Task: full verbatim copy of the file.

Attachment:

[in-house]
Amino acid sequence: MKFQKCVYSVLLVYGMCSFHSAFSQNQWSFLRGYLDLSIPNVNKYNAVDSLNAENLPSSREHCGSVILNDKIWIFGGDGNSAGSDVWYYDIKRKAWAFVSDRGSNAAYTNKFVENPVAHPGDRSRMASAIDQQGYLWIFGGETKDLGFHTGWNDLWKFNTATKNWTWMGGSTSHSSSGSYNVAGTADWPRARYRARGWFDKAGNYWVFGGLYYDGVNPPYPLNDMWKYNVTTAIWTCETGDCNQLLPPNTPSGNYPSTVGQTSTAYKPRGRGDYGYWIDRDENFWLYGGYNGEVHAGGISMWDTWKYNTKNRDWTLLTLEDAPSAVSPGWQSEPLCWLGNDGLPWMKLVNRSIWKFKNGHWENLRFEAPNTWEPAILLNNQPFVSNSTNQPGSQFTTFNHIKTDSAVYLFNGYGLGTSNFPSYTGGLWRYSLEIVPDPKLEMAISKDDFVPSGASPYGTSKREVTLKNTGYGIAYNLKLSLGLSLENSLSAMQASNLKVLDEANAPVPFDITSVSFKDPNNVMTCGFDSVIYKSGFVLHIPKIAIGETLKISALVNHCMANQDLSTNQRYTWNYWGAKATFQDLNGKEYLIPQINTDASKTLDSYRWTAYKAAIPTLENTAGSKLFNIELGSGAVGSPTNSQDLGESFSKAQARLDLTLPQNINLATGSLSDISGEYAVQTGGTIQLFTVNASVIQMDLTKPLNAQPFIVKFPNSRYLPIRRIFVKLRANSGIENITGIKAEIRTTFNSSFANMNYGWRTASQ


[in-house]
Amino acid sequence: MKFQKCVYSVLLVYGMCSFHSAFSQNQWSFLRGYLDLSIPNVNKYNAVDSLNAENLPSSREHCGSVILNDKIWIFGGDGNSAGSDVWYYDIKRKAWAFVSDRGSNAAYTNKFVENPVAHPGDRSRMASAIDQQGYLWIFGGETKDLGFHTGWNDLWKFNTATKNWTWMGGSTSHSSSGSYNVAGTADWPRARYRARGWFDKAGNYWVFGGLYYDGVNPPYPLNDMWKYNVTTAIWTCETGDCNQLLPPNTPSGNYPSTVGQTSTAYKPRGRGDYGYWIDRDENFWLYGGYNGEVHAGGISMWDTWKYNTKNRDWTLLTLEDAPSAVSPGWQSEPLCWLGNDGLPWMKLVNRSIWKFKNGHWENLRFEAPNTWEPAILLNNQPFVSNSTNQPGSQFTTFNHIKTDSAVYLFNGYGLGTSNFPSYTGGLWRYSLEIVPDPKLEMAISKDDFVPSGASPYGTSKREVTLKNTGYGIAYNLKLSLGLSLENSLSAMQASNLKVLDEANAPVPFDITSVSFKDPNNVMTCGFDSVIYKSGFVLHIPKIAIGETLKISALVNHCMANQDLSTNQRYTWNYWGAKATFQDLNGKEYLIPQINTDASKTLDSYRWTAYKAAIPTLENTAGSKLFNIELGSGAVGSPTNSQDLGESFSKAQARLDLTLPQNINLATGSLSDISGEYAVQTGGTIQLFTVNASVIQMDLTKPLNAQPFIVKFPNSRYLPIRRIFVKLRANSGIENITGIKAEIRTTFNSSFANMNYGWRTASQ